It serves always to distract the public councils, and enfeeble the public administration. It agitates the community with ill-founded jealousies and false alarms; kindles the animosity of one part against another; foments occasionally riot and insurrection. It opens the door to foreign influence and corruption, which find a facilitated access to the government itself through the channels of party passion. Thus the policy and the will of one country are subjected to the policy and will of another.
(Continued at the link below)

10 Conflicts to Watch in 2013: From Turkey to Congo, next year's wars threaten global stability.

An interesting list.   Also note "good news" list with Colombia, The Philippines and Burma (Myanmar).   I am skeptical of the good news on Burma and she does caveat her assessment given what is going on with the Kachin and Karen as well as the Rohingya. 

From Turkey to Congo, next year's wars threaten global stability.


Every year, around the world, old conflicts worsen, new ones emerge and, occasionally, some situations improve. There is no shortage of storm clouds looming over 2013: Once again, hotspots old and new will present a challenge to the security of people across the globe.

There is, of course, an arbitrariness to most lists -- and this list of crises to watch out for in 2013 is no different. One person's priority might well be another's sideshow, one analyst's early warning cry is another's fear-mongering. In some situations -- Central Asia, perhaps -- preventive action has genuine meaning: The collapse into chaos has yet to happen. More complicated is anticipating when it will happen, what will trigger it, and how bad it will be. In others -- Syria, obviously -- the catastrophe is already upon us, so the very notion of prevention can seem absurd. It has no meaning save in the sense of preventing the nightmare from worsening or spreading.

What follows, then, is a "top 10" list of crises that does not include the ongoing, drug-related violence in Mexico, the simmering tensions in the East China Sea, or the possibility of conflict on the Korean peninsula after a rocket launch by Pyongyang. As if this mix wasn't combustible enough, there are new leaders in China, Japan, and on both sides of Korea's de-militarized zone who may well feel pressured to burnish their nationalist credentials with aggressive action. Nor do I mention the forthcoming elections in Zimbabwe, the ongoing trauma in Somalia, or the talk of war in response to Iran's nuclear program. Any of these could credibly make a top 10 crises list.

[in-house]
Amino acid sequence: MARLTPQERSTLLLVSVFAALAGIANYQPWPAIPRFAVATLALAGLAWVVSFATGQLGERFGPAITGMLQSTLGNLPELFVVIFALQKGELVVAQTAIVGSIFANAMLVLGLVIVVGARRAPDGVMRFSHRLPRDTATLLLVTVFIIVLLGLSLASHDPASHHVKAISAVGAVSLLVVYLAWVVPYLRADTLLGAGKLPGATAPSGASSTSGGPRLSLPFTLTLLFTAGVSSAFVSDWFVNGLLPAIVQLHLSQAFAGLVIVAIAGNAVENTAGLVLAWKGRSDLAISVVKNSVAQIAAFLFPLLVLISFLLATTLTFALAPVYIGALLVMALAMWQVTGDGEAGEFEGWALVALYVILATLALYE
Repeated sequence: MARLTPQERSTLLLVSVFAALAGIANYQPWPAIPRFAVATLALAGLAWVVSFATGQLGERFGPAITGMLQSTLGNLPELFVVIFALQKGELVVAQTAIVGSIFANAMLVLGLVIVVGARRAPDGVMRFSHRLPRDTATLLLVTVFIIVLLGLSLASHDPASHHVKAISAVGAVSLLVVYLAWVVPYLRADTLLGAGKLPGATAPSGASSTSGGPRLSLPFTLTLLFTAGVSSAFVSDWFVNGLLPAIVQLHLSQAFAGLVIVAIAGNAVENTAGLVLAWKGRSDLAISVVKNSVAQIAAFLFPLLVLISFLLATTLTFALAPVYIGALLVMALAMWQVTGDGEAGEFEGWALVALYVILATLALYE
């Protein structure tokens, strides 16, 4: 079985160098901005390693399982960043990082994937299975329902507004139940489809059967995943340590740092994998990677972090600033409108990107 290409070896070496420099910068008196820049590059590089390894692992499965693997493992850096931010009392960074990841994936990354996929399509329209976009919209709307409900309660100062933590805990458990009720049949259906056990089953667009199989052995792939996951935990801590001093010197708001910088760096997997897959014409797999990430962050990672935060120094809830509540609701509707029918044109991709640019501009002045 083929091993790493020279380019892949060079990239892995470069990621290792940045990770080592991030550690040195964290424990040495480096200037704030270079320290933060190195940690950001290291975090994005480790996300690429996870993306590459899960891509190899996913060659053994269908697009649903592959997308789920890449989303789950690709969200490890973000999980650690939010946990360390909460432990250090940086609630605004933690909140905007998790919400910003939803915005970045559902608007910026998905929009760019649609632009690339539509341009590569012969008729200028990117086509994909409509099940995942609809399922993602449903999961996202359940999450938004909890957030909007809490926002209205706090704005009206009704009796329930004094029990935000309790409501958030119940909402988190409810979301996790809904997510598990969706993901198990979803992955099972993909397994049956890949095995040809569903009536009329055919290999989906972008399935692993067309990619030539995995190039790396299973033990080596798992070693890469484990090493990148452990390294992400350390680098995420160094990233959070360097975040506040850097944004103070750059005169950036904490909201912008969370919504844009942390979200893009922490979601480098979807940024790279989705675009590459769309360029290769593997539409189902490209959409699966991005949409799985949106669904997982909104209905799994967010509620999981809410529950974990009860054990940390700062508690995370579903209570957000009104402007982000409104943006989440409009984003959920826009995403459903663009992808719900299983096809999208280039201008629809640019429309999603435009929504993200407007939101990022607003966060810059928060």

Focusing on countries also makes it more difficult to highlight some of the undercurrents and tensions percolating through the various crises we are likely to confront next year. So, before we begin our list, here are four examples, in brief.

Elections, we know, place enormous stresses on fragile polities: they're a long-term good that can present short-term challenges. The 2011 presidential polls in the Democratic Republic of the Congo failed to meet this challenge, and the current violence in the DRC's eastern provinces is at least in part driven by the bankruptcy of governance that the elections, if anything, exacerbated. Much attention in the coming year will be on how Kenya and Zimbabwe manage their forthcoming votes, and on how the region and the world respond.

A similar tension lies between the long-term benefits of justice -- promoting accountability and addressing an accumulation of grievances -- and the reality that it can often pose immediate risks. Whether in Yemen, Sudan, Syria, Libya, Kenya, or Colombia, the "justice or peace" debate is in need of fresh thinking.

The role of sanctions in preventing conflict also seems too often to involve a dialogue of the deaf. Did sanctions encourage the changes in Myanmar (also known as Burma) -- or simply punish the people, not the rulers, of that country? Have they become part of the problem in Zimbabwe rather than a driver of change? And most prominently, how will sanctions defuse the Iran nuclear crisis, when they appear to signal to Tehran that the goal is to change not the regime's behavior but the regime itself? It might behoove the international community to avoid the temptation to impose sanctions as an automatic default response to a given situation; sanctions will only be effective as part of a coherent, overall strategy, not as a substitute for one.

And finally, a word on the rule of law. Too often, we see this well-worn phrase used in the sense of "rule by law": That is, autocratic rulers co-opt the language and trappings of democracy, using the law to harass rather than protect. Hence the use of law to harass rather than protect; hence the international community's tendency to train and equip law enforcement units who, in the eyes of the civilians they are charged with protecting, likely don't need to become more efficient in techniques of repression. The international community needs to be more vigilant toward this charade and more focused on the substance of the rule of law -- perhaps most importantly the notion of equality before the law -- than its form.